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History of the Triple Existence

 

Table of Contents

Table of chapters page xi

List of tables page xvi

List of illustrations page xviii

Introduction page 1

Chapter 1 Origin of the Cosmos page 3 The big bang and quarks (p. 3) - events of the first three minutes (p. 5) - cosmic stories (p. 7) - the age of radiation (p. 8) - chemical structures (p. 10) - star formation (p. 11) - main-sequence stars (p. 14) - red giants (p. 17) - white dwarfs and neutron stars (p. 18) - binary stars, pulsars, and black holes (p. 20) - the size of stars and elemental weights (p. 21) - how matter is distributed in space (p. 22) - dark matter and dark energy (p. 24) - knowing events on this level of magnitude (p. 26) - in the larger regions of space (p. 28) - what type of being was created during this period (p. 32)

Chapter 2 The Earth and Solar System page 33 The present situation (p. 33) - how the solar system was created (p. 36) - the eight planets (p. 40) - how the earth’s moon was created (p. 42) - the earth’s formation (p. 44) - the earth’s chemical composition (p. 45) - chemistry of the surface and interior rock (p. 47) - the presence of water (p. 48) - shifting land masses (p. 50) - the supercontinents (p. 53) - periods of warming and glaciation (p. 55) - the impact of life on geological processes (p. 56) - release of oxygen (p. 57) - residue of plant and animal life (p. 59) - mass extinctions and other threats (p. 60) - recent temperature cycles (p. 61) - what type of being was created during this period (p. 63) - the present arrangement of water and land on the earth’s surface (p. 64)

Chapter 3 Life Appears on Earth page 65 Life’s characteristics (p. 65) - how life might have begun (p. 66) - DNA, RNA, amino acids, and proteins (p. 69) - prokaryotic and eukaryotic cells (p. 70) - oxygen and iron (p. 72) - biological classifications (p.74) - geological periods (p. 75) - the pre-Cambrian period (p. 76) - the Cambrian explosion (p. 78) - the Ordovician, Silurian, and Devonian periods (p. 79) - the Carboniferous period (p. 82) - the Permian period and extinction (p. 84) - the Triassic period (p. 85) - the age of dinosaurs (p.87) - the Cretaceous period (p. 90) - the ascent of mammals (p. 94) - the last thirty million years (p. 98) - what type of being was created during this period (p. 100)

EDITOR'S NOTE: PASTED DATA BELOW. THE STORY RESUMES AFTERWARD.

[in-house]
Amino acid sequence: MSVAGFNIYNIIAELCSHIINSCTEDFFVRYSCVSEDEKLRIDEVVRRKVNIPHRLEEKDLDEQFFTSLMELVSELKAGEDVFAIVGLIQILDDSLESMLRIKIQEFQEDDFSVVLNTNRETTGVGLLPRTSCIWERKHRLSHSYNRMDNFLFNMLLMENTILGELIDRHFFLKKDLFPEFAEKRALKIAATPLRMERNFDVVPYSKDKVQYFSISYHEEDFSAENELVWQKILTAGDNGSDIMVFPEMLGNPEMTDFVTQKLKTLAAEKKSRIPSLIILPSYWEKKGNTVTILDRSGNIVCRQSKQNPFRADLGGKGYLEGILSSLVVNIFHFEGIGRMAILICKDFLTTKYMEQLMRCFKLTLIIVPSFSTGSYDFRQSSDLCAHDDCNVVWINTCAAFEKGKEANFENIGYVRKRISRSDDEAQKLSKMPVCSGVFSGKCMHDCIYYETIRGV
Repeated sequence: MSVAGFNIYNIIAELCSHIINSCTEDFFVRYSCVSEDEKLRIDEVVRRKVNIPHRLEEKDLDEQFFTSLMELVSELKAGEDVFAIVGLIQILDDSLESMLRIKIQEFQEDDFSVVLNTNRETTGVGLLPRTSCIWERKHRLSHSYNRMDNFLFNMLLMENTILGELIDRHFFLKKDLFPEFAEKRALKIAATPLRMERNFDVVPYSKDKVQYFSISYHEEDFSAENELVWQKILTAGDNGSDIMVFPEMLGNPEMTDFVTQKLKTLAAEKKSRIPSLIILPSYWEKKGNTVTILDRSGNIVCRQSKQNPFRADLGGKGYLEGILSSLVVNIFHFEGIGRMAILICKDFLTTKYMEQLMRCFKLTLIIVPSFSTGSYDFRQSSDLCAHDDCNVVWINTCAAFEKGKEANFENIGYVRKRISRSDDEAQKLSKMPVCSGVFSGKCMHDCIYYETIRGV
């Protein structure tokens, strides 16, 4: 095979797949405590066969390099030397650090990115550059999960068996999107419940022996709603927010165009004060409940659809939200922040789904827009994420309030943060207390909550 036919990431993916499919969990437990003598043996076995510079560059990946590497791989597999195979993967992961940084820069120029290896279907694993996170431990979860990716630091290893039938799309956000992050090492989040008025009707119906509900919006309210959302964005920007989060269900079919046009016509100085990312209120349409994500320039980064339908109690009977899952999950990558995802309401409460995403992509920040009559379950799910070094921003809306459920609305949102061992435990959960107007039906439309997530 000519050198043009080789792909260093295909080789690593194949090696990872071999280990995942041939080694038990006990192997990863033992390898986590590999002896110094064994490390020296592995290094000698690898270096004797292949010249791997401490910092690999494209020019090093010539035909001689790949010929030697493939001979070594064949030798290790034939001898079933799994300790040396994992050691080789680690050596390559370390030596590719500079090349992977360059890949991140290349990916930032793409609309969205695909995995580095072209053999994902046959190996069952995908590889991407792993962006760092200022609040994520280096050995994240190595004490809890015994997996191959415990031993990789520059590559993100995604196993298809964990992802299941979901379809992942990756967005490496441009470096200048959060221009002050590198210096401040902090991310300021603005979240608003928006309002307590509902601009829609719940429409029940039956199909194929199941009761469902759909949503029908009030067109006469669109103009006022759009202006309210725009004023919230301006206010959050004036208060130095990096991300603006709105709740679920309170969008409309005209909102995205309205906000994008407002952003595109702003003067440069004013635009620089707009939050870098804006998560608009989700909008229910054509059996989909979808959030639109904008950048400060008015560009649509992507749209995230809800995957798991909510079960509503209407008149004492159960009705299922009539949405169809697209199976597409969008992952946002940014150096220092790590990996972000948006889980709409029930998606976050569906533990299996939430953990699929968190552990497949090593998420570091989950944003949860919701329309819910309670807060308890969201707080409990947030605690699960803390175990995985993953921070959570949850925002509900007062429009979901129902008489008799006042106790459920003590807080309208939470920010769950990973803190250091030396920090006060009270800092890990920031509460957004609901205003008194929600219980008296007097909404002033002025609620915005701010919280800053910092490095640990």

Chapter 4 The Human Species Appears page 101 A search for our ancestors (p. 101) - our primate relatives (p. 103) - some of our pre-human ancestors (p. 107) - ancestors from the period between 7 million and 4 million years ago (p. 108) - Australopithecus (p. 110) - Homo habilis (p. 112) - Homo erectus (p. 113) - Homo heidelbergensis (p. 115) - Neanderthals (p. 116) - Homo sapiens (p. 117) - our African origin (p. 119) - brain size as an indicator of human capability (p. 120) - Homo sapiens becomes dispersed to other parts of the world (p. 122) - what DNA says of racial and ethnic relationships (p. 124) - the three races and various ethnicities (p. 127) - changes within the human population in historical times (p. 129) - what type of being was created during this period (p. 133)

Chapter 5 The Beginning of Human Culture and Thought page 135 Perishable and imperishable thought (p. 135) - stone tools (p. 136) - stone-tipped spears (p. 138) - clothing, shelter, and decorative ornaments (p. 139) - expressive art (p. 141) - paleolithic culture (p. 141) - life in hunter/gatherer societies (p. 143) - neolithic culture (p. 146) - glimpses of Neolithic life in western Europe (p. 148) - domesticated animals (p. 151) - the beginning of agriculture (p. 152) - intervention of human thought in the evolution of plant and animal species (p. 155) - intimations of religion (p. 156) - oral culture (p. 159) - the words of languages (p. 160) - the human body molding speech (p. 162) - languages of the world (p. 164) - how thought was advanced during this period (p. 172)

Chapter 6 The First Epoch of Civilization: Development of Imperial Government page 173 When and where the first civilized societies appeared (p. 173) - emergence of a new type of community (p. 176) - ideographic writing (p. 178) - monarchies (p. 180) - the first empires: Egypt and Sumer (p. 181) - mideastern empires of the 2nd millennium B.C. (p. 184) - nomadic invasions (p. 184) - military struggles in the middle east (p. 186) - Rome’s emergence as a world power (p. 189) - Hunnish eruptions (p. 194) - continuation of the Roman empire in the east (p. 195) - the Parthian, Kushan, and Sasanian empires (p. 198) - India (p. 202) - China (p. 205) - southeast and east Asia (p. 212) - pre-Columbian America (p. 215) - how thought was advanced during this period (p. 218)